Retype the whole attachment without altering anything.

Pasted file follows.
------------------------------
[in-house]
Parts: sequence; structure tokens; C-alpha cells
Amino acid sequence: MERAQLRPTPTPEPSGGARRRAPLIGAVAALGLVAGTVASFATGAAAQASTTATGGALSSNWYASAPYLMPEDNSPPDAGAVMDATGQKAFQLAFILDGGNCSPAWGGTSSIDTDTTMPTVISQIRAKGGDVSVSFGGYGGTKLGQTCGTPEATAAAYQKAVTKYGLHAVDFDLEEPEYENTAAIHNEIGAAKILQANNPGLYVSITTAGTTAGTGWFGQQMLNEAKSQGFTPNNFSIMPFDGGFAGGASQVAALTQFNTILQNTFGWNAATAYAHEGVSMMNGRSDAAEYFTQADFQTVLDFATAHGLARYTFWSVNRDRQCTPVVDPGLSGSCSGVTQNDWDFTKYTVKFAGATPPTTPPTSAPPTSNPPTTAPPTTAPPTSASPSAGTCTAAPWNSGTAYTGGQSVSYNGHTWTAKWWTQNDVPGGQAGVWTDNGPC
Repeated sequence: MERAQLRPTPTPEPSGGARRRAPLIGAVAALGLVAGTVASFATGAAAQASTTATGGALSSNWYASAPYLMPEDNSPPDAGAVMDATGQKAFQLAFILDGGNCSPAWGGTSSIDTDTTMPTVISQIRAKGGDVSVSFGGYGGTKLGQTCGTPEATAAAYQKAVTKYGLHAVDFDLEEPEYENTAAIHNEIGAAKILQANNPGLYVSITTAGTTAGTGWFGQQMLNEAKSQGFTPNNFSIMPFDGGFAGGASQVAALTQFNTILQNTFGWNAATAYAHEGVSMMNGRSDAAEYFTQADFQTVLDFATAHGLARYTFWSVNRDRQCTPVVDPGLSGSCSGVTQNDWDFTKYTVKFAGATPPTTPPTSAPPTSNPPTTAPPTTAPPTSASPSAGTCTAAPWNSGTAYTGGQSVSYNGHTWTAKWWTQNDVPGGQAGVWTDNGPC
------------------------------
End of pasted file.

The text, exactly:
[in-house]
Parts: sequence; structure tokens; C-alpha cells
Amino acid sequence: MERAQLRPTPTPEPSGGARRRAPLIGAVAALGLVAGTVASFATGAAAQASTTATGGALSSNWYASAPYLMPEDNSPPDAGAVMDATGQKAFQLAFILDGGNCSPAWGGTSSIDTDTTMPTVISQIRAKGGDVSVSFGGYGGTKLGQTCGTPEATAAAYQKAVTKYGLHAVDFDLEEPEYENTAAIHNEIGAAKILQANNPGLYVSITTAGTTAGTGWFGQQMLNEAKSQGFTPNNFSIMPFDGGFAGGASQVAALTQFNTILQNTFGWNAATAYAHEGVSMMNGRSDAAEYFTQADFQTVLDFATAHGLARYTFWSVNRDRQCTPVVDPGLSGSCSGVTQNDWDFTKYTVKFAGATPPTTPPTSAPPTSNPPTTAPPTTAPPTSASPSAGTCTAAPWNSGTAYTGGQSVSYNGHTWTAKWWTQNDVPGGQAGVWTDNGPC
Repeated sequence: MERAQLRPTPTPEPSGGARRRAPLIGAVAALGLVAGTVASFATGAAAQASTTATGGALSSNWYASAPYLMPEDNSPPDAGAVMDATGQKAFQLAFILDGGNCSPAWGGTSSIDTDTTMPTVISQIRAKGGDVSVSFGGYGGTKLGQTCGTPEATAAAYQKAVTKYGLHAVDFDLEEPEYENTAAIHNEIGAAKILQANNPGLYVSITTAGTTAGTGWFGQQMLNEAKSQGFTPNNFSIMPFDGGFAGGASQVAALTQFNTILQNTFGWNAATAYAHEGVSMMNGRSDAAEYFTQADFQTVLDFATAHGLARYTFWSVNRDRQCTPVVDPGLSGSCSGVTQNDWDFTKYTVKFAGATPPTTPPTSAPPTSNPPTTAPPTTAPPTSASPSAGTCTAAPWNSGTAYTGGQSVSYNGHTWTAKWWTQNDVPGGQAGVWTDNGPC